Another new idea, that of meritocracy, led to the introduction of the imperial examination system in China. This system allowed anyone who passed an examination to become a government officer, a position which would bring wealth and honour to the whole family. The Chinese imperial examination system started in the Sui dynasty. Over the following centuries the system grew until finally almost anyone who wished to become an official had to prove his worth by passing written government examinations. The practice of meritocracy still exists today in the Chinese cultural sphere, including China, Taiwan, Singapore and so forth.
In 17th-century Europe
The works of Confucius were translated into European languages through the agency of Jesuit scholars stationed in China. Matteo Ricci was among the very earliest to report on the thoughts of Confucius, and father Prospero Intorcetta wrote about the life and works of Confucius in Latin in 1687.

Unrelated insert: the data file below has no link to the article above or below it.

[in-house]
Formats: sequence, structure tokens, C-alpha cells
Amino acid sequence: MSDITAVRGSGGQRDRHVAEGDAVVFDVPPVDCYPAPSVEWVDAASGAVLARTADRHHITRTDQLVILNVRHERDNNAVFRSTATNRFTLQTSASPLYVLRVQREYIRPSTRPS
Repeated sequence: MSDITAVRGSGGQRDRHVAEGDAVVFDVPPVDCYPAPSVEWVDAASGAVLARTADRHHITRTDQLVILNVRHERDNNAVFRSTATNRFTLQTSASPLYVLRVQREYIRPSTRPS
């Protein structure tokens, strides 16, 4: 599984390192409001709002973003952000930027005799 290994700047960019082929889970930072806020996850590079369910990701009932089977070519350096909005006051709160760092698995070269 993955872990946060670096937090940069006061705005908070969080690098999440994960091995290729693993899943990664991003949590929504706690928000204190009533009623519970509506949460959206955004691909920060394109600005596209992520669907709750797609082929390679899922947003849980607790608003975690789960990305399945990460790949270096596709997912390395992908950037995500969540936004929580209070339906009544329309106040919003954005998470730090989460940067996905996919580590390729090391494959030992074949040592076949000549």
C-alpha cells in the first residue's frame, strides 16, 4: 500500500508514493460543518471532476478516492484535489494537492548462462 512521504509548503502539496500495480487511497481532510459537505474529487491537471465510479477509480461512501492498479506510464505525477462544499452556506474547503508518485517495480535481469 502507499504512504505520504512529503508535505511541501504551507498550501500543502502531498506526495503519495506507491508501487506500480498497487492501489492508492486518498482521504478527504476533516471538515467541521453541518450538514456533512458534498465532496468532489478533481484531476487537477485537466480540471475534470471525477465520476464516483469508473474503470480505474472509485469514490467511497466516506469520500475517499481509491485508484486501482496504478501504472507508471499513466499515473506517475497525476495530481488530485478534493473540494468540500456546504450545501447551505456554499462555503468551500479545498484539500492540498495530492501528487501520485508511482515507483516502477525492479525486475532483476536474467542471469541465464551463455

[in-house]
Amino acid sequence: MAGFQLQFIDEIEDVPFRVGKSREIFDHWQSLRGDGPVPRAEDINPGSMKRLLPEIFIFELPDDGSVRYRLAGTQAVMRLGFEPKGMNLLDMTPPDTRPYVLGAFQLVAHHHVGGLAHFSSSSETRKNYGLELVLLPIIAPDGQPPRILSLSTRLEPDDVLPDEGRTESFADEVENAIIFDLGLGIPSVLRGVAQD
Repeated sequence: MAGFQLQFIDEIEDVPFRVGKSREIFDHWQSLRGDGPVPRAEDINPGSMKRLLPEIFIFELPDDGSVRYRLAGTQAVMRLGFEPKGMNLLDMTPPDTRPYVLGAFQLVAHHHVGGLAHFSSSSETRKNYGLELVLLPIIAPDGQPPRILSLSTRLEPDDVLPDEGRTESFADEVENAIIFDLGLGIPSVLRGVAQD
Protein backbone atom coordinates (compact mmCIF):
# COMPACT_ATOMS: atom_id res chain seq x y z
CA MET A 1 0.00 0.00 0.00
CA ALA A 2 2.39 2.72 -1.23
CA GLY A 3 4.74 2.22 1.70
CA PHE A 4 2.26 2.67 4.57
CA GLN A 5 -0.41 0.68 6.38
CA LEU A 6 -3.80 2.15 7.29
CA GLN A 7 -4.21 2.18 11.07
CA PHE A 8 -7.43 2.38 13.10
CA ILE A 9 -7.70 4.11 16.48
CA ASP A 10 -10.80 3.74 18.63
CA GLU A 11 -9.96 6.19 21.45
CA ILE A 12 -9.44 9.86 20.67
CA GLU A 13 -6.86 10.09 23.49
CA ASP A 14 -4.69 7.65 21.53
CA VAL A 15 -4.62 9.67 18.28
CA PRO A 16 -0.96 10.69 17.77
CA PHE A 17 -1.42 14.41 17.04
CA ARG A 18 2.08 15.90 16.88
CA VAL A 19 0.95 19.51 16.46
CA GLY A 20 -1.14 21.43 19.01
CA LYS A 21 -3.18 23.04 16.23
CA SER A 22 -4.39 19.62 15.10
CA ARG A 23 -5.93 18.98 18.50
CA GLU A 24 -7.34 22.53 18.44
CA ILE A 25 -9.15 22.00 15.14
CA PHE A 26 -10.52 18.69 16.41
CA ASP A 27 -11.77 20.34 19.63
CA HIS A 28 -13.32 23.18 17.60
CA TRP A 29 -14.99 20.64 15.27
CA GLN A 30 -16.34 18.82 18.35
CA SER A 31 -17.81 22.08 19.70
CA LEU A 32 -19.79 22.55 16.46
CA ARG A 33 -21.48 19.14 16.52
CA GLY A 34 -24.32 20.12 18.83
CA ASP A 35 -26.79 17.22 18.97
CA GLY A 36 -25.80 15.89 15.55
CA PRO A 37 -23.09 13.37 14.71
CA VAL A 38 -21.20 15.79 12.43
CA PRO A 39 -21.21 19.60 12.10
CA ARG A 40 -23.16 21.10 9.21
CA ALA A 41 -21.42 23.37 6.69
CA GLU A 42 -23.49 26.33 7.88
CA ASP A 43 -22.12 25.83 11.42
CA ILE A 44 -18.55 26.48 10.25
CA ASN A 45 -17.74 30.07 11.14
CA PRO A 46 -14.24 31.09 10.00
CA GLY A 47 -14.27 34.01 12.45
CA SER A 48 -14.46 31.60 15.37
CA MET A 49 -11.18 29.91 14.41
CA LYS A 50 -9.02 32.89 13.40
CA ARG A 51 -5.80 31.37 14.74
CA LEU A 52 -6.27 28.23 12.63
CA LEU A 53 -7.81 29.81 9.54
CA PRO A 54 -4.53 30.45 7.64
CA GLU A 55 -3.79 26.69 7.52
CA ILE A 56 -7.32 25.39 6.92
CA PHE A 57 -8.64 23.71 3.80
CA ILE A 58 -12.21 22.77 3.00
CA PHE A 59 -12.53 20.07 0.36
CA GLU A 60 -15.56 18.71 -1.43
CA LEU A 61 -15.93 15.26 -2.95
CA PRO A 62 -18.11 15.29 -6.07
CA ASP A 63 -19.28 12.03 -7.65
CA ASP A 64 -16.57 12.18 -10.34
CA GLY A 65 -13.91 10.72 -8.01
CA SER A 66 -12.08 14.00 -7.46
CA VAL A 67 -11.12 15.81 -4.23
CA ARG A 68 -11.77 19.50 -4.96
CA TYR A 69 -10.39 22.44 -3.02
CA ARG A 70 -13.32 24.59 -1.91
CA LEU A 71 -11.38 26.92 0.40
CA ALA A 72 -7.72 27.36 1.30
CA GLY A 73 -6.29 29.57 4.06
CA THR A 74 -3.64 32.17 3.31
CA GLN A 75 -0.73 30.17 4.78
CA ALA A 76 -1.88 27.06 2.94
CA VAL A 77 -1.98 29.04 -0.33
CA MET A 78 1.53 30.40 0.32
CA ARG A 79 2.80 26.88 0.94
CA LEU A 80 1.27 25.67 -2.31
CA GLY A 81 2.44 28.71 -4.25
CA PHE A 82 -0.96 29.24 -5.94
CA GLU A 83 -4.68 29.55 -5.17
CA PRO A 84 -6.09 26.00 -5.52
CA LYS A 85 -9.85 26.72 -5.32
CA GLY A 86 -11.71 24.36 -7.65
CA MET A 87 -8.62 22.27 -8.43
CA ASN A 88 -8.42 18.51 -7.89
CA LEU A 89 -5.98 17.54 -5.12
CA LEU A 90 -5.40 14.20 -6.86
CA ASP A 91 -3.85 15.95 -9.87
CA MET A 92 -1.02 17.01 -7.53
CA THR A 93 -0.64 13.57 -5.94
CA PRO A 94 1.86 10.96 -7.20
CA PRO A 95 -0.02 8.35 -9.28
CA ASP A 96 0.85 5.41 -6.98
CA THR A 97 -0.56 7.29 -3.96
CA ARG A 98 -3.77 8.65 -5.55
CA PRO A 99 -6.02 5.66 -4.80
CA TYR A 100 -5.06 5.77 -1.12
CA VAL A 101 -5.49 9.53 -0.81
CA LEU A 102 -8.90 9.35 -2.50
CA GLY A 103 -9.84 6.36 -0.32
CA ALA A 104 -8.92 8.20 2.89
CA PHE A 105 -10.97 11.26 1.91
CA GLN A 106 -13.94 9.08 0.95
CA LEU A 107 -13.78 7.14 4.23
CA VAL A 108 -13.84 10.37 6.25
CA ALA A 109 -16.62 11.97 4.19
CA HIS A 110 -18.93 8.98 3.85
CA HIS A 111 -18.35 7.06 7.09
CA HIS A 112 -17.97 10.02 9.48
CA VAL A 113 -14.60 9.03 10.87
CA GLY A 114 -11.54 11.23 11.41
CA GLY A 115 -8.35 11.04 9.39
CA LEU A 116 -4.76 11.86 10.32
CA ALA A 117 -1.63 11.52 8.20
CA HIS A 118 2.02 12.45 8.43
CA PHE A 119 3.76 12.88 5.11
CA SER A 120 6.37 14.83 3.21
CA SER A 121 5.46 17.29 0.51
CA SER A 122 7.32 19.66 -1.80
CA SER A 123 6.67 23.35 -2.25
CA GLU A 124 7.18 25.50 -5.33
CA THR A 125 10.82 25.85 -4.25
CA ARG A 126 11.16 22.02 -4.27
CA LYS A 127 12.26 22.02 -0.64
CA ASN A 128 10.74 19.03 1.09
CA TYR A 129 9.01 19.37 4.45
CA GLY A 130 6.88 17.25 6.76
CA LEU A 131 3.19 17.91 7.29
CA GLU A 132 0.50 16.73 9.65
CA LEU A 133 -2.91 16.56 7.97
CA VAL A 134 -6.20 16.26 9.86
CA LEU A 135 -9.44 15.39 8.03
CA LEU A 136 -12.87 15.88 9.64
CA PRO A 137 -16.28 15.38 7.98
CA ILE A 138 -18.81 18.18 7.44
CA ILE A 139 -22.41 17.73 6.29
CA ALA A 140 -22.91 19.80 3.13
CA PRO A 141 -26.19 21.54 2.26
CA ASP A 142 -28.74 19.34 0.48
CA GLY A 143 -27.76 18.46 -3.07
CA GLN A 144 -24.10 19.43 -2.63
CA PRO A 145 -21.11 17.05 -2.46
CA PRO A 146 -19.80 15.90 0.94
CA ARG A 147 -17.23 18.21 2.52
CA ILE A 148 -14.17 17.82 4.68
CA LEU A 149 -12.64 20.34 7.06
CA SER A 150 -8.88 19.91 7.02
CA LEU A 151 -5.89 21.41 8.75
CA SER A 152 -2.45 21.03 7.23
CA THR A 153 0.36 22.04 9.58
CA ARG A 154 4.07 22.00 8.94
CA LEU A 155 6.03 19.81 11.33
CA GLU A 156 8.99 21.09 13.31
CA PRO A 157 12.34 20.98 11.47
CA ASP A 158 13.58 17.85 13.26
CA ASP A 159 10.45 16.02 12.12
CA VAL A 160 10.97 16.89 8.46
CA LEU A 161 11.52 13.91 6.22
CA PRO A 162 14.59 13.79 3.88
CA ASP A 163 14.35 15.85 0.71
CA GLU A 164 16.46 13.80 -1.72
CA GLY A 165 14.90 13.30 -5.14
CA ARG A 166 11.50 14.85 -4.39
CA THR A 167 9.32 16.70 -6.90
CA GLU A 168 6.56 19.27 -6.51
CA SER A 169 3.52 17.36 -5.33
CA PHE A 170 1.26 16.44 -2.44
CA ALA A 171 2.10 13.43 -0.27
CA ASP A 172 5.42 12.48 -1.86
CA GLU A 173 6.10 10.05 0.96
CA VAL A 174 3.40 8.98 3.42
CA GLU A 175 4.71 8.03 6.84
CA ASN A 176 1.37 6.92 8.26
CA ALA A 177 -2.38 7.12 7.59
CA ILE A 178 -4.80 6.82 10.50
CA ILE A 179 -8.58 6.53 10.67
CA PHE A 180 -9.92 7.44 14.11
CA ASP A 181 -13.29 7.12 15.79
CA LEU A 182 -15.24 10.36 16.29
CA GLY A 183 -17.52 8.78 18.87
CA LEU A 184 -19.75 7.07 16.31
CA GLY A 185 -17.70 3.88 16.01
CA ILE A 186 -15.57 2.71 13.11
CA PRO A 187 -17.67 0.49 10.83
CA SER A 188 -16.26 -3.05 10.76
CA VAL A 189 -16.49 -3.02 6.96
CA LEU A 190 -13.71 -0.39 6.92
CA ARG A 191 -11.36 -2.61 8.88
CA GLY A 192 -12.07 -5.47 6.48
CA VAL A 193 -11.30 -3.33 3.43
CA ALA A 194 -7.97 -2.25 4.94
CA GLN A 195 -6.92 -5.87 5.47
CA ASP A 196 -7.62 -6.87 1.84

Translations of Confucian texts influenced European thinkers of the period, particularly among the Deists and other philosophical groups of the Enlightenment who were interested by the integration of the system of morality of Confucius into Western civilization.
Confucianism influenced Gottfried Leibniz, who was attracted to the philosophy because of its perceived similarity to his own. It is postulated that certain elements of Leibniz’s philosophy, such as “simple substance” and “preestablished harmony,” were borrowed from his interactions with Confucianism. The French philosopher Voltaire was also influenced by Confucius, seeing the concept of Confucian rationalism as an alternative to Christian dogma. He praised Confucian ethics and politics, portraying the sociopolitical hierarchy of China as a model for Europe.
Confucius has no interest in falsehood; he did not pretend to be prophet; he claimed no inspiration; he taught no new religion; he used no delusions; flattered not the emperor under whom he lived…— Voltaire
On Islamic thought